Volunteer Jeff Johnson estimates he's walked 140 miles knocking on doors for the Romney campaign.
"I hit Republicans or undecideds," he says, explaining that he's not really doing it to persuade anyone. His goal is to be certain that no Romney supporter fails to cast a ballot.
"Nobody stays home and if they say, 'I'm going to vote in person,' I say where are you going to vote? So I know exactly where they are going to vote. And then I urge them don't forget."
With a razor-thin margin in the polls, mobilizing the support base has rarely been as important as it is in this election. And the ground game is probably most intense, and detailed, in the battleground of Ohio.
The campaigns have mined past voter records for data, not just on voter trends but for each specific voter. Using the latest technology they can learn about what matters to that individual and get that information to the volunteers headed into the neighborhoods.
"So that when we knock on your door, we know as much information about you as possible. We've already created a relationship with you, that relationship has been cultivated and built upon over the course of the last few years," said Ohio Democratic Party Chairman Chris Redfern.
"We know who you are, where you live and how you voted. But more importantly to us, we have an expectation of how you will vote in this next election."
Democrats in Ohio enjoy the advantage of an apparatus that was renovated, tested and energized in the recent campaign that ultimately repealed Republican Gov. John Kasich's law that limited collective bargaining for state employee unions. "It's a huge advantage. It's one of the things that isn't focused on by the national media because at the end of the day, it was a state issue," claimed Redfern.
Obama supporter Jim Bishop said he is out walking the neighborhoods of Columbus and knocking on doors three nights a week. "We're about ready to harvest," he said. "Our job just before election is to get out the vote."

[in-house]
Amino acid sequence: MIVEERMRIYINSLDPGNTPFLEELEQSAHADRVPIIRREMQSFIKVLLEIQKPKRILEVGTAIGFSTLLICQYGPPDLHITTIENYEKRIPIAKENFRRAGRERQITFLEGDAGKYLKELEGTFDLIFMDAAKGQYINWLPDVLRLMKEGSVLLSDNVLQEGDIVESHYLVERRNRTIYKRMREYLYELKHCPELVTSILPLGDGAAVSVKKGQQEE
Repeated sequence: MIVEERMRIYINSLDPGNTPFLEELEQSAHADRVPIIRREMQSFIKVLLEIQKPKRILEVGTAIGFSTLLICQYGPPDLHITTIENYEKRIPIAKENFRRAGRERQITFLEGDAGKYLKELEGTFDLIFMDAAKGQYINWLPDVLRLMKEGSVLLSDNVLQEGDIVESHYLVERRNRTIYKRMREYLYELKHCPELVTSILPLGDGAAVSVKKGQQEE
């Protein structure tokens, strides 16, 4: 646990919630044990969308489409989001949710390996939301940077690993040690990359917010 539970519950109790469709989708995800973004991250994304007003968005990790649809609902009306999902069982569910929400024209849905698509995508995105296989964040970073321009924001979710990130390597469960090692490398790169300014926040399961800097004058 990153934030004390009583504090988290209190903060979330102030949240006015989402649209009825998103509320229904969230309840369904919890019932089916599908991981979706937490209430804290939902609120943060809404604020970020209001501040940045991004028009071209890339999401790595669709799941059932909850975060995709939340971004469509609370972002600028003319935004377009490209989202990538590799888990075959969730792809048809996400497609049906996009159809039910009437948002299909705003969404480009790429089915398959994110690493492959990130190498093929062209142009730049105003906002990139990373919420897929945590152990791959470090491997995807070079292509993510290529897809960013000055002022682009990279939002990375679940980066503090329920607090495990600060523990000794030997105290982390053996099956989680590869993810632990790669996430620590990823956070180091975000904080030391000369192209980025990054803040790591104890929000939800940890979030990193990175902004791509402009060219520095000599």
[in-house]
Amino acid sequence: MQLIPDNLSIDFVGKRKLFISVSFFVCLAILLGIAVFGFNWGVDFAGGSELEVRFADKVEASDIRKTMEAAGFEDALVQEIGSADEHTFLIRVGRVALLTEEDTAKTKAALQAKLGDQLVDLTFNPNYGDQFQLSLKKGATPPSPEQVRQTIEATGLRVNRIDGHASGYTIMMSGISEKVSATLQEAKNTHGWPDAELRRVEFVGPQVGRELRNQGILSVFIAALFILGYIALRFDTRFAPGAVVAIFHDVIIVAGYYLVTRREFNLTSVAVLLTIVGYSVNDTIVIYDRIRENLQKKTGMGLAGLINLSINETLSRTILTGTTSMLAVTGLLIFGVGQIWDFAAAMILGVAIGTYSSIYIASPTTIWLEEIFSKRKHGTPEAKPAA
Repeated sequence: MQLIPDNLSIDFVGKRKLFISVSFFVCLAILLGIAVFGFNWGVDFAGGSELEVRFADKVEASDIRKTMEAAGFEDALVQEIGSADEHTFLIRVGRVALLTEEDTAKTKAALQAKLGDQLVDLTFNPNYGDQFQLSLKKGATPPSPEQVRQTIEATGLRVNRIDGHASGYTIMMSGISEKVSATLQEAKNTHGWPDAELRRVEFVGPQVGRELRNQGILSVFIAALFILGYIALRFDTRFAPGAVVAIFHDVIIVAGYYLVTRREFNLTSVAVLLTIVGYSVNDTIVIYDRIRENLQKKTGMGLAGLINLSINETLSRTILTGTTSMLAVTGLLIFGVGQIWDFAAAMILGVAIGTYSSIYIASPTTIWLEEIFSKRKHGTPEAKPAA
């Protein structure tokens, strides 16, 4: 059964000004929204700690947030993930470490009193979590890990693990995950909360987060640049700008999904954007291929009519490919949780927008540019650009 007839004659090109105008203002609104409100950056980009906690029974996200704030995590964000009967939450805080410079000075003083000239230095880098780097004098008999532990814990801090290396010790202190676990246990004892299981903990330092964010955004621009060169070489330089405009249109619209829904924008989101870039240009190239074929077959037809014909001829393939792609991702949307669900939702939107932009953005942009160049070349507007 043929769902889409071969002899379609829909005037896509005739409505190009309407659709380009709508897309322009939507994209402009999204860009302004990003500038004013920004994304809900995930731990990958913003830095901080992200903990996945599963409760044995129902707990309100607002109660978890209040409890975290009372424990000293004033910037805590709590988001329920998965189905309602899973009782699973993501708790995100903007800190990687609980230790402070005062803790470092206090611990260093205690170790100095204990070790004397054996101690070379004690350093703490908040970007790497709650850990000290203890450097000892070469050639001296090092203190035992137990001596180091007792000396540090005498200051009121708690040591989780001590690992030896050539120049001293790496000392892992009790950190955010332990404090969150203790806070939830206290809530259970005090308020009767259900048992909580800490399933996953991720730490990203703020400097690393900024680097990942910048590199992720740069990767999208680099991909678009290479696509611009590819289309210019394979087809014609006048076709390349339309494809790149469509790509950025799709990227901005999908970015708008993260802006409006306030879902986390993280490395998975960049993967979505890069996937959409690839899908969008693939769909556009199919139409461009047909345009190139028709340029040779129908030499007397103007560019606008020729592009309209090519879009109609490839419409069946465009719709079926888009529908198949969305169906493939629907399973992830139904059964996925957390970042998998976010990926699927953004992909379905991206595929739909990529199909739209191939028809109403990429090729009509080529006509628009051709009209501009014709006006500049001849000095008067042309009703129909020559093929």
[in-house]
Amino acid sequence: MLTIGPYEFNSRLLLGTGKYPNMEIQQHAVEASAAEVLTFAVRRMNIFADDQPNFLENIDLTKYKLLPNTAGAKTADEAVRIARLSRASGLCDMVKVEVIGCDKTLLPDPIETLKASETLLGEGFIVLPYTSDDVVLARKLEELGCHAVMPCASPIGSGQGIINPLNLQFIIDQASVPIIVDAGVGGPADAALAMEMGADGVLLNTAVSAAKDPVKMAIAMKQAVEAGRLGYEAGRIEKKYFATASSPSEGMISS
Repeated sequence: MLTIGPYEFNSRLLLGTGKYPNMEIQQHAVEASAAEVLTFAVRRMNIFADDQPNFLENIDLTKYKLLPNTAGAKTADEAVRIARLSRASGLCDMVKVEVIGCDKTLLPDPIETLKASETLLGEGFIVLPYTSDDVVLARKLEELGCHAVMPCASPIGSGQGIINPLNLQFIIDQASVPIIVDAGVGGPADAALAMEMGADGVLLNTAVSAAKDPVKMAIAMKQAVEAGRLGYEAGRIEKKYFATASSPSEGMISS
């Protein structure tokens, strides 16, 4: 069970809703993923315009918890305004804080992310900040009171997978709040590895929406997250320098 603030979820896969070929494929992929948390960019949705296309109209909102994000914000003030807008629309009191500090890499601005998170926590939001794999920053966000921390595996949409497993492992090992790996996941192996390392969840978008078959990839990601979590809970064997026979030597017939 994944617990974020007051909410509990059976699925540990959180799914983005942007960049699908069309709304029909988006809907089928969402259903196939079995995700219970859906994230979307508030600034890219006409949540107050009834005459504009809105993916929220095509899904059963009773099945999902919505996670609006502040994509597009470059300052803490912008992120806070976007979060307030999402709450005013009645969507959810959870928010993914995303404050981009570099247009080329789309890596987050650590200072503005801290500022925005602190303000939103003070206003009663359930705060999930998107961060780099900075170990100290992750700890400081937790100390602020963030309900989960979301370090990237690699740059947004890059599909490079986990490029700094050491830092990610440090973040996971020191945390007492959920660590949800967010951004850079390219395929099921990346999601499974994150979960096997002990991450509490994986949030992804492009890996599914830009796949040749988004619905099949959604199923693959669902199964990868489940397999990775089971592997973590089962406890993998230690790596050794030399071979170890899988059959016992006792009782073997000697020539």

That does not mean Republicans are somehow at a deficit with energized volunteers. This week alone they have knocked on 292,000 doors. Through the campaign, they have made personal contact with 5.8 million voters in the Buckeye State.
For every call or knocked door, the campaign volunteer knows the name and key issues for that targeted voter. "There is no hiding under a rock. You would have to be in a different universe if you have not received some means of voter contact, whether it's a phone call, door knock, ads," said Chris Maloney, spokesman for the Romney campaign in Ohio.
Between the campaign motorcades stopping traffic and the intrusions into their homes, every voter in Ohio knows that the campaigns are interested in them, or at least their ballot. "I knew Ohio was going to be very, very important and we are all very intensely aware here," said resident Rich Northup at a Columbus coffee shop.
Lisa Rogers said, in a word, she is "annoyed" by the campaign assault. She and her husband have stopped answering their land-line telephone because it is always a campaign calling. "I've been decided on my candidate for a long time. So the phone calls and everything, nothing is going to sway me now," said.
For the beleaguered and badgered battleground state voters, there is a way to stop all the phone calls and door knocks: they can vote early. The campaigns are tracking each voter with such detail, they will know once they cast a ballot.